Les États Associés d’Indochine
French Indochina, on the road to independence.
This map shows the major roads, railways, cities, and natural resources (forests, rice-growing regions, and minerals) of French Indochina. As is evident, French interest and investment in Indochina was primarily focused on two axes, one in the south around Saigon in Cochinchine and reaching up to Phnom-Penh, and one in the north around Hanoi and Haiphong. As anti-imperial sentiment increased in the first decades of the twentieth century, France tried to focus more on measures that would benefit the local population, such as improved roads and public health, especially under the left-wing Popular Front government of the late 1930s. However, harsh conditions for Vietnamese laborers, particularly on French rubber plantations, and the use of brutal policing methods to suppress independence activists more than offset these efforts.
Aside from the major cities of Hanoi, Hue, and Saigon in Vietnam, the map also shows Dalat, a colonial resort built for the French to escape the summer heat of low-lying regions. After decades of work, Dalat was connected by rail to the main north-south line connecting Hanoi and Saigon in 1932. Given the nature of the publication (Climats) where it appeared, this map can be seen as an attempt to cling to what remained of French colonialism and an early form of colonial nostalgia (the French population of Indochina, which was never that large and was mostly confined to Cochinchine, shrank considerably after World War II).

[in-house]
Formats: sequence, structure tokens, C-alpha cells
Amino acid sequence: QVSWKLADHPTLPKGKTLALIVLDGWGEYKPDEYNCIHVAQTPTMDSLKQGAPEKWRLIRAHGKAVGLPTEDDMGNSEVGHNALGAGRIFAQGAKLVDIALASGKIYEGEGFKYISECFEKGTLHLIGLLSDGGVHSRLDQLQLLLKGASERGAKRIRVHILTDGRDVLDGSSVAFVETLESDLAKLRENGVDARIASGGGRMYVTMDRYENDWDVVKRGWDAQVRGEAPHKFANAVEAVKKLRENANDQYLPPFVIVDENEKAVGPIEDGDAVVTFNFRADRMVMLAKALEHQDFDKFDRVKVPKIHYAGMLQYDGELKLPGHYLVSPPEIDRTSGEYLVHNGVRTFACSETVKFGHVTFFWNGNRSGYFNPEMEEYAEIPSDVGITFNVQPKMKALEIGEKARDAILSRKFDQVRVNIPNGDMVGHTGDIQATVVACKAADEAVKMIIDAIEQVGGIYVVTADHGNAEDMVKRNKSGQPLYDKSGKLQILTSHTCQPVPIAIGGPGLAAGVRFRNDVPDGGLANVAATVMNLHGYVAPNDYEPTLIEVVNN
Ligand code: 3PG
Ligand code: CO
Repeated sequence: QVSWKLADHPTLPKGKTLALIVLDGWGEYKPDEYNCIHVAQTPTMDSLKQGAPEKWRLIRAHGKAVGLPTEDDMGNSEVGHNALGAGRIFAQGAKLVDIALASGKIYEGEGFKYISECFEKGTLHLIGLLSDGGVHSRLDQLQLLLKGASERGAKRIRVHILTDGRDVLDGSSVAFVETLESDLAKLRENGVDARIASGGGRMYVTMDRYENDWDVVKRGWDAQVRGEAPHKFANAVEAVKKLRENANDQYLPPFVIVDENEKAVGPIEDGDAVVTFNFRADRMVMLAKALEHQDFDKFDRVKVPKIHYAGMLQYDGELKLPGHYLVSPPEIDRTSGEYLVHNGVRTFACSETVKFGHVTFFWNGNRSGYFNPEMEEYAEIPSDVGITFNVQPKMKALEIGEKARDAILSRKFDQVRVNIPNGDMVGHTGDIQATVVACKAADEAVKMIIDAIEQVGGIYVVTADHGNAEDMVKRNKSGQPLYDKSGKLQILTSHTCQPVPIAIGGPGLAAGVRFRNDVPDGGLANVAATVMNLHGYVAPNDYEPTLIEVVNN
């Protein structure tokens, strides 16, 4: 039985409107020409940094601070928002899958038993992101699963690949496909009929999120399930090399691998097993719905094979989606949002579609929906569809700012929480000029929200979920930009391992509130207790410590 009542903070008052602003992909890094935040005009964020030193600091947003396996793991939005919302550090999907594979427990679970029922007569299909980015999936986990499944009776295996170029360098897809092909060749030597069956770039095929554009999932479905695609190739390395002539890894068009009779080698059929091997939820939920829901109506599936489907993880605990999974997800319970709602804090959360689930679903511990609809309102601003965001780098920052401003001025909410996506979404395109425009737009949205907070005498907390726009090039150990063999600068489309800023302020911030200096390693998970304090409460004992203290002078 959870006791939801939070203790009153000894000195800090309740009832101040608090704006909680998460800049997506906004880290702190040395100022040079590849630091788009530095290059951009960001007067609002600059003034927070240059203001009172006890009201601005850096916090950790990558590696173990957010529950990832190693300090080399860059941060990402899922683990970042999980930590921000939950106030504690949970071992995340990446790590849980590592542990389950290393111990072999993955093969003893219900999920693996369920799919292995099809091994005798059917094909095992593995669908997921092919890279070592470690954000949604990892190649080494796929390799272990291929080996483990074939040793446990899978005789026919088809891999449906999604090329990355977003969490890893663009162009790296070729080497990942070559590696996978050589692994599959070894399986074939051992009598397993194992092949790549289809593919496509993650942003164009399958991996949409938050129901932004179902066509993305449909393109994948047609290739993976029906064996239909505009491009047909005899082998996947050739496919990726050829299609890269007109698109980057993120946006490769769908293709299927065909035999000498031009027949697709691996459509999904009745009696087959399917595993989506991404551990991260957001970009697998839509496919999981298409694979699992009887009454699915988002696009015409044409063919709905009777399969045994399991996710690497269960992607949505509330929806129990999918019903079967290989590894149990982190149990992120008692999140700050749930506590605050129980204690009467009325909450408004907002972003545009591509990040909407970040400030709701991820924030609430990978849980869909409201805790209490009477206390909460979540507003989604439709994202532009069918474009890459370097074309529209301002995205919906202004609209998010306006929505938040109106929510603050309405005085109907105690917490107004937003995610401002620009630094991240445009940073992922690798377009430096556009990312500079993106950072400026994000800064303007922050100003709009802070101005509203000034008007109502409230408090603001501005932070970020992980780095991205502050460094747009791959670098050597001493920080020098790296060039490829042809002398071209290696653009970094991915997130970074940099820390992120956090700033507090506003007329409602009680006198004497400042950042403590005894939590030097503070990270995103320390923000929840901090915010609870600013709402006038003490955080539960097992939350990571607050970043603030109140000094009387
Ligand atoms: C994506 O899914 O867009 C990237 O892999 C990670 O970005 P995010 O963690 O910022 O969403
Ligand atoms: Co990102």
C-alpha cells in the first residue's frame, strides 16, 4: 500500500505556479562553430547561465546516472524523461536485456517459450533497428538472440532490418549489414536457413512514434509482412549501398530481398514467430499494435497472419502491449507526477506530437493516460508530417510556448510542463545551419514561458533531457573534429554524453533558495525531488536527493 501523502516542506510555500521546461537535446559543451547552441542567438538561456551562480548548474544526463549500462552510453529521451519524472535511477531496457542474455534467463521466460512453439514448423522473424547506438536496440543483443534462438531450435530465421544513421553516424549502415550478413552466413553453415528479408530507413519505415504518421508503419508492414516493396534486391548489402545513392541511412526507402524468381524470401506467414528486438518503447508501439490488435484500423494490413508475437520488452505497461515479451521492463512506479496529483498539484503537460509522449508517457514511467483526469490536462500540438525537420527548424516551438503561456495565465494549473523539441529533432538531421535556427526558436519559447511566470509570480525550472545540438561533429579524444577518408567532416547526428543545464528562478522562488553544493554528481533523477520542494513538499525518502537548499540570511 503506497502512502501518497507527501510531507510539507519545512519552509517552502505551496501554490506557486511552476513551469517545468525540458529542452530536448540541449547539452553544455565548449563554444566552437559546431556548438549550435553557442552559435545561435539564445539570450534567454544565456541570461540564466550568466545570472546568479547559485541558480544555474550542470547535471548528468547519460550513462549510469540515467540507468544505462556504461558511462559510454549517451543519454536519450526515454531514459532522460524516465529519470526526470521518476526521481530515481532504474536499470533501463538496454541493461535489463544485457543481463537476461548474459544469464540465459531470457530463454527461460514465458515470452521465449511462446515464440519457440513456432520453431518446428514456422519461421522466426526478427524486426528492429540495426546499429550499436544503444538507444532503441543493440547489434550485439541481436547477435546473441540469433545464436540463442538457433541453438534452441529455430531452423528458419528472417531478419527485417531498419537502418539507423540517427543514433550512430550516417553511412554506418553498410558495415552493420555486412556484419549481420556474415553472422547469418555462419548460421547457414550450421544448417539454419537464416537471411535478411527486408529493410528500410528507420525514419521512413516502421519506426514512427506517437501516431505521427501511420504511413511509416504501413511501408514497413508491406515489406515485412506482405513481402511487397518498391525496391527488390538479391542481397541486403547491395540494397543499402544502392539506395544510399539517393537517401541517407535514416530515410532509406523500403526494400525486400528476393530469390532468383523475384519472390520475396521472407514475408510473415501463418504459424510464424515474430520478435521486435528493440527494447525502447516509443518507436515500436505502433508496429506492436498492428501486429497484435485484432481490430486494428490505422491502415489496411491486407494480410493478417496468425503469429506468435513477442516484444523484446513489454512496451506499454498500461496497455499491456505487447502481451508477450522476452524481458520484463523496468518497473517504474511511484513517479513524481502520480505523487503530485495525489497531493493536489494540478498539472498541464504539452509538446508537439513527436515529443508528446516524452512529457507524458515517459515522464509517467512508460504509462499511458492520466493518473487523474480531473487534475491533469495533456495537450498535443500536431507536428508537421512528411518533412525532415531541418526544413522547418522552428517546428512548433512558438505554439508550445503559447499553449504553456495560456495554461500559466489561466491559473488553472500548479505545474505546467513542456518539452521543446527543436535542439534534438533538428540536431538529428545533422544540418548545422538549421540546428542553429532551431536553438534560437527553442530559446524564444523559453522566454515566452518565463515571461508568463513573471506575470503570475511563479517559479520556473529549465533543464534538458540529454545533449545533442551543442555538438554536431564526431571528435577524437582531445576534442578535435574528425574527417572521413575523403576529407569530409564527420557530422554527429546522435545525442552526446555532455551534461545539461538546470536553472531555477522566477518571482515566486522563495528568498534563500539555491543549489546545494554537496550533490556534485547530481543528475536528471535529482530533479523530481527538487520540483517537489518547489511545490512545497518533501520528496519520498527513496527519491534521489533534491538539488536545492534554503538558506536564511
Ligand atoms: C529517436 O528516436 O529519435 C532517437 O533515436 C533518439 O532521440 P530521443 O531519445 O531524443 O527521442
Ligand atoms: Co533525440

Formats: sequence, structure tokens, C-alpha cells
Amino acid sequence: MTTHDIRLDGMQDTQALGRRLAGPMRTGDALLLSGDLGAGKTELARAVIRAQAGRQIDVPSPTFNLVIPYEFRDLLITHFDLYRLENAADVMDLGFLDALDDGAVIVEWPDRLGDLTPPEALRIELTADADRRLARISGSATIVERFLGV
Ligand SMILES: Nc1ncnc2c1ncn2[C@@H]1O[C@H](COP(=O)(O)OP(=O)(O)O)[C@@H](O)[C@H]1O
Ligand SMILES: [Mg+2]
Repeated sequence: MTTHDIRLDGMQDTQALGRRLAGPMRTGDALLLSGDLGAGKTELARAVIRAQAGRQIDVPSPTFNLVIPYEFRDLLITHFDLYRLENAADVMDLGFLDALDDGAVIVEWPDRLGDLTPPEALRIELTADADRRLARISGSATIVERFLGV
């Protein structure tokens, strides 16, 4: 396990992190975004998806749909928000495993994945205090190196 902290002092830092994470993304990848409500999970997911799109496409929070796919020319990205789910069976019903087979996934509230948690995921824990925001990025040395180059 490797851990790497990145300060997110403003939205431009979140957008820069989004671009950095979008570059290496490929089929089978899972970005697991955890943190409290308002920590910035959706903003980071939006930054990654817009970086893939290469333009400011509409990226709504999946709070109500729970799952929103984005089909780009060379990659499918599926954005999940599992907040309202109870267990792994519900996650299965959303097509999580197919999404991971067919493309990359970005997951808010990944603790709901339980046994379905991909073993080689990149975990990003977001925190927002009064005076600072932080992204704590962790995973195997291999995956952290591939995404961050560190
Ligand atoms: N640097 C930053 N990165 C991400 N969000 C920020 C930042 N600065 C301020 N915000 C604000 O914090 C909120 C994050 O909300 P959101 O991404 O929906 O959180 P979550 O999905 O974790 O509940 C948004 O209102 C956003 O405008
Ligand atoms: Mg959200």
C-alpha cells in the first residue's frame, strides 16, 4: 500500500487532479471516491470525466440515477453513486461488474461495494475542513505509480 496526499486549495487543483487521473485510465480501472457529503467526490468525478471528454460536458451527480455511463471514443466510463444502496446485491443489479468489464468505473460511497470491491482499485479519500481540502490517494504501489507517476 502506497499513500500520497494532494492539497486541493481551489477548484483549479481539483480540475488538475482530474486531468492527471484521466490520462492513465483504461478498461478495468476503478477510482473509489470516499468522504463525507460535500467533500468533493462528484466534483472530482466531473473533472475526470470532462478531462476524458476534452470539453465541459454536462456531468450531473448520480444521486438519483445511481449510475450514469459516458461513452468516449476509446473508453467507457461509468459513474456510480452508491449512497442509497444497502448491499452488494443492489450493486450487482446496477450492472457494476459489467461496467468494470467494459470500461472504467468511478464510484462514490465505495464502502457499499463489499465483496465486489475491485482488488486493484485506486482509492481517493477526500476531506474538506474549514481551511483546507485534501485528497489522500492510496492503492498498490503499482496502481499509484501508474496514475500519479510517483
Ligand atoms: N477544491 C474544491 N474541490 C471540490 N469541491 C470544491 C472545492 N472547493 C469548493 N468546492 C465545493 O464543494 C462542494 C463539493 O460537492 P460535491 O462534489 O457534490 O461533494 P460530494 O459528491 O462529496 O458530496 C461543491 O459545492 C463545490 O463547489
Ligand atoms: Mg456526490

This map was made in the period between the end of World War II and the end of French colonialism in Southeast Asia. During the war, Japan had occupied French Indochina soon after France itself came under German occupation. Vichy-affiliated administrators and troops remained in place as the Japanese military was less interested in controlling Indochina than stopping its use as a supply route to China and to themselves use it as a staging area for more critical operations to the south. However, after France was liberated in 1944, the Japanese attacked the French garrisons in Indochina and established Vietnam, Kampuchea (Cambodia), and Luang Prabang (Laos) as independent kingdoms.
After the war, France ostensibly recognized the independence of Cambodia and Laos though they remained as French protectorates. The situation in Vietnam was more complicated because it was more economically and culturally significant for France, with Cochinchine (including Saigon) being a direct colony of the metropole, rather than a protectorate as Annam and Tonkin had been. Moreover, the Viet Minh movement, headquartered in Tonkin and led by Ho Chi Minh, had declared Vietnamese independence (forming the Democratic Republic of Vietnam) immediately after Japan’s surrender in 1945. Almost simultaneously, southern Vietnam was occupied by British troops awaiting the arrival of French soldiers from Europe while Chinese troops occupied northern Vietnam. The Chinese at first resisted French reoccupation of northern Vietnam but acquiesced once France relinquished all its claims on remaining treaty ports and concessions in China. The French moved to reoccupy northern Vietnam while undertaking negotiations with the Viet Minh, but hostilities broke out in late 1946, initiating the First Indochina War. As France fought a grinding counter-insurgency, it grudgingly offered concessions to the independence movement.
In 1948, a provisional government for Vietnam (including Cochinchine as well as Tonkin and Annam) was established. The following year, soon after this map was published, Vietnam was admitted to the French Union as an independent country, though it was still a tightly-controlled protectorate. The new state was beset by civil war and regional divisions and was dissolved by the 1954 agreement on the partition of Vietnam and a 1955 referendum dissolving the monarchy and establishing a republic.
Some visible offsetting.